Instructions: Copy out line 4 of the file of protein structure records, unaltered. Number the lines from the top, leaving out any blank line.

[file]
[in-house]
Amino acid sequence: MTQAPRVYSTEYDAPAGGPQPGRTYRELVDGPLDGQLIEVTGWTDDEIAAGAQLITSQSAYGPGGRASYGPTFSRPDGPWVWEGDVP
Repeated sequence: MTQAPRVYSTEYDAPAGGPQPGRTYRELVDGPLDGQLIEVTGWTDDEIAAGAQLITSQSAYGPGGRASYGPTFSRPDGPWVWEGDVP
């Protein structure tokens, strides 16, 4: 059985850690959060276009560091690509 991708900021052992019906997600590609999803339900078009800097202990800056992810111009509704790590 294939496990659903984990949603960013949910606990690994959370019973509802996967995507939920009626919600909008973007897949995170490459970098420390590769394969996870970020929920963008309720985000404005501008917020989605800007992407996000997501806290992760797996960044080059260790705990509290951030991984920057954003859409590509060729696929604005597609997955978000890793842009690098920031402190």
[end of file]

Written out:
């Protein structure tokens, strides 16, 4: 059985850690959060276009560091690509 991708900021052992019906997600590609999803339900078009800097202990800056992810111009509704790590 294939496990659903984990949603960013949910606990690994959370019973509802996967995507939920009626919600909008973007897949995170490459970098420390590769394969996870970020929920963008309720985000404005501008917020989605800007992407996000997501806290992760797996960044080059260790705990509290951030991984920057954003859409590509060729696929604005597609997955978000890793842009690098920031402190």